Our Brighton Bites series offers short, witty and slightly tongue-in-cheek insights into the offerings at England’s largest arts festival. Robert Cohens tells us about his show,Something Rotten,performing at Sweet Waterfront.
How would you describe your show in one sentence?
The events of Hamlet re-told from the viewpoint of the Prince’s murderous yet fiendishly hard-working uncle, King Claudius of Denmark.
Is this your first visit to Brighton Fringe, if so, what interesting tales have you been told about what to expect?
No, not my first visit; I be a local yokel of many years’ standing. Thus, it falls to me to tell the interesting tales. Well, not all that interesting, actually; I’d merely stress to those who’ve not been before just how hard they’re going to have to work – there’s an ever-growing number of shows competing for a finite number of punters (and that’s even before you consider the competition from the “official” Festival in all its sumptuously-funded glory).
How has the show developed on the way to Brighton?
Being arguably the world’s most friendly and affordable arts festival, the Barnstaple Fringe TheatreFest is a great place to try out new work without a load of pressure, and that’s what I did a year ago with SR. Over the course of that premiere run, I learned to my relief that I’d struck the right note with my script, re-telling Hamlet in a way that made the story clear to newcomers without boring the pants off those already in the know. Hence, the show hasn’t changed much in the past year – except in the sense that I’ve got more and more on top of the text and thus increasingly confident in my performance. On its last outing, at the Georgian Theatre Royal in Richmond, North Yorks, it excited the Northern Echo to the use of the term “masterful”.
How have you been preparing for Brighton Fringe?
By spreading myself as thin as Marmite (or as thin as I like it, anyway – my dad slaps it on with a trowel); as well as preparing Something Rotten, I’ve been rehearsing to play Aaronow in Glengarry Glen Ross at the Rialto, helping out with the Sweet Venues publicity effort, and developing a character as part of the ensemble for the Hydrocracker/Blast Theory immersive theatre project Operation Black Antler (that last one’s actually part of the big posh “official” Festival, but who’s counting?).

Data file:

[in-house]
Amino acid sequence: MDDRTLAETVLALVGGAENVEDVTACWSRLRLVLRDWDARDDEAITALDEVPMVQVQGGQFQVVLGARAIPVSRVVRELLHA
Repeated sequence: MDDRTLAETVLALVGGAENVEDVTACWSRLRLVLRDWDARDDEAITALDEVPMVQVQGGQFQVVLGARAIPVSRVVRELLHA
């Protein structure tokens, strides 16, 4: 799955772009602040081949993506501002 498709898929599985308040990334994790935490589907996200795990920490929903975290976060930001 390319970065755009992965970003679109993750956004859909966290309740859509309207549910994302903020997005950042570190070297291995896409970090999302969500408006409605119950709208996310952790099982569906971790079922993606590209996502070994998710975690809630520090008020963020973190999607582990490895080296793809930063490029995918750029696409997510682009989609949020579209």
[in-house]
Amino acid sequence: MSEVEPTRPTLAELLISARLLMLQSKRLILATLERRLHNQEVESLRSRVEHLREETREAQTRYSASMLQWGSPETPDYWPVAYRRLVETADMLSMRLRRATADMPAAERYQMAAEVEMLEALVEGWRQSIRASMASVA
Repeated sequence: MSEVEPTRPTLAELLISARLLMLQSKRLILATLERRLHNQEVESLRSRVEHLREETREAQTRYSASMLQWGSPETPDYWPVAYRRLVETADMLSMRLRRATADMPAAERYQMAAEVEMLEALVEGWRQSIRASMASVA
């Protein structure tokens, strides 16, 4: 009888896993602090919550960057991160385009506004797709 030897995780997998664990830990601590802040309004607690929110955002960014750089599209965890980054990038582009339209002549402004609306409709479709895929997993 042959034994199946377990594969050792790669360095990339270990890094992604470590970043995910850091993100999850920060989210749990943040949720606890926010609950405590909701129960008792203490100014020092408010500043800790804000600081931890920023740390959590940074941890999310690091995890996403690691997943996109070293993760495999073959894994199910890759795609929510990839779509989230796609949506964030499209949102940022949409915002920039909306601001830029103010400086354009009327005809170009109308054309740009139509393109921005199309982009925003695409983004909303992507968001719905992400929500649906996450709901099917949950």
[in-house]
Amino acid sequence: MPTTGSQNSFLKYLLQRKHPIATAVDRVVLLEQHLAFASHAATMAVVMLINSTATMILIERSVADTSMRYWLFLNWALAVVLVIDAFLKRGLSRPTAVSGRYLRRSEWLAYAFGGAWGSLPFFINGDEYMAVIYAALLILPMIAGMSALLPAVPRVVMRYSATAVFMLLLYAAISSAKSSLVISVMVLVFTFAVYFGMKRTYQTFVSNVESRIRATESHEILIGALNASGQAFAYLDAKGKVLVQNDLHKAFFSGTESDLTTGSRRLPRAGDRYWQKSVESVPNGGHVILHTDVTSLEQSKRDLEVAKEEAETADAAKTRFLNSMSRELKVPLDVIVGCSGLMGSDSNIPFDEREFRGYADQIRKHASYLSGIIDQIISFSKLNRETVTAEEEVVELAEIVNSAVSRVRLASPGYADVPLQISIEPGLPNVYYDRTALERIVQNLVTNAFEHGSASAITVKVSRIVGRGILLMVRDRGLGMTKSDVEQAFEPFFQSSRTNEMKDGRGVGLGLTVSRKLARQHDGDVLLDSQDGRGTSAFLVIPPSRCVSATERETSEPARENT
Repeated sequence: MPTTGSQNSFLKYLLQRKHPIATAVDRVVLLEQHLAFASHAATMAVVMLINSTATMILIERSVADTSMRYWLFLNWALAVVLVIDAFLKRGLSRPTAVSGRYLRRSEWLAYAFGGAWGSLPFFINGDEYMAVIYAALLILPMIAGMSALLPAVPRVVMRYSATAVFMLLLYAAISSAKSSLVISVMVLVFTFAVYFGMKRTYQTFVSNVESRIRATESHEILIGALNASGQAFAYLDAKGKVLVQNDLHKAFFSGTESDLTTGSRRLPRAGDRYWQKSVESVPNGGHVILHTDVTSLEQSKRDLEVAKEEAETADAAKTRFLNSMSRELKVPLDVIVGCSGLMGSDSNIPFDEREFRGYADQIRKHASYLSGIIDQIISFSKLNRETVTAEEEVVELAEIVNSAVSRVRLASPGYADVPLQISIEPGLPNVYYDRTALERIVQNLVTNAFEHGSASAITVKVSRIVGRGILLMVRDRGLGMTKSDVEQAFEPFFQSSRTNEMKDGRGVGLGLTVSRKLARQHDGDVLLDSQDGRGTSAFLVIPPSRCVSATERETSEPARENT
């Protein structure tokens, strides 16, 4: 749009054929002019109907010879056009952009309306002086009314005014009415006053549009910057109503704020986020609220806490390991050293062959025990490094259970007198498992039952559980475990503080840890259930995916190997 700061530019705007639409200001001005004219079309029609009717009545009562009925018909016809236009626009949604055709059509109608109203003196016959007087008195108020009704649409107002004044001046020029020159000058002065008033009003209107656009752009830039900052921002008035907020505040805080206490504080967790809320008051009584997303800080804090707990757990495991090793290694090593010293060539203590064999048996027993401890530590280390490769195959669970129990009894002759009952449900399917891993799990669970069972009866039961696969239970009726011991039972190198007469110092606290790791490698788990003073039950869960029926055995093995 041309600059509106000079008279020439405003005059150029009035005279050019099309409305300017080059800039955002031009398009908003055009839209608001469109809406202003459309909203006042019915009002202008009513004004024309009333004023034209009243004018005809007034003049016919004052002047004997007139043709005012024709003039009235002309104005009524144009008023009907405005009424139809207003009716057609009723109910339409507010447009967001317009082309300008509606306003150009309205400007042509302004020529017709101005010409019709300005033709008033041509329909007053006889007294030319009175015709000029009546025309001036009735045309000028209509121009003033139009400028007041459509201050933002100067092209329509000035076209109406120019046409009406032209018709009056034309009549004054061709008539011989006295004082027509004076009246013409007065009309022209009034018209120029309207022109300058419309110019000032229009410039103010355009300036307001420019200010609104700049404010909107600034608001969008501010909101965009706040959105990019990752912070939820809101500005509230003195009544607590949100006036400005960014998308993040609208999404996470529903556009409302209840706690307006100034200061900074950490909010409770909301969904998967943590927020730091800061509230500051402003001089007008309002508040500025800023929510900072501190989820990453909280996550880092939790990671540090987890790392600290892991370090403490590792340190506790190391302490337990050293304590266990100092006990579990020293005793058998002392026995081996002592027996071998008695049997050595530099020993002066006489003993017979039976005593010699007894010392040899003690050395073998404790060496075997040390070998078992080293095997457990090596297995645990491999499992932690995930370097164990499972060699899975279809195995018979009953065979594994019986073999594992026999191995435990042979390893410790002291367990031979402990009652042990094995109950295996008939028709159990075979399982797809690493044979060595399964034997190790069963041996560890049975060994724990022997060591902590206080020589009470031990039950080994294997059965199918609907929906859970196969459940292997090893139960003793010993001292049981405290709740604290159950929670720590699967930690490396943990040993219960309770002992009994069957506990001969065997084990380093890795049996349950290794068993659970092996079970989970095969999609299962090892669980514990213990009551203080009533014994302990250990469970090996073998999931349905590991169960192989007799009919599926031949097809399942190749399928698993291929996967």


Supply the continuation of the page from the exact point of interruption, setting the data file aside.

What do you think sets your show apart from all the other festival offerings?
400 years since the Bard shuffled off this mortal coil, Something Rotten is the only show offering to spill the beans, the full beans, and nothing but the beans about the background to all those iconically bloody events at Elsinore.
What’s the show that you don’t want to miss at this year’s Brighton Fringe (apart from your own!)?
At the risk of seeming to indulge in mutual back-scratching (he’s been highly supportive of my own work), I’ll be very interested to see Chris Neville-Smith in Waiting For Gandalf. Better known to me previously as an indefatigably hard-working, well-travelled theatre blogger, Chris is bringing to the Fringe a show which, from what he’s whispered, looks to be considerably darker and more interesting than a play about a Lord of the Rings obsessive might seem to promise (to me, at least, as one far from obsessed with The Lord of the Rings).
If your show was a flavour of Brighton Rock, what would it be?
The flavour of deadly hebenon.
Something Rottemis being performed 30 May – 5 June2016
The Reviews Hub is proud to be an Official Media Partner of Brighton Fringe 2016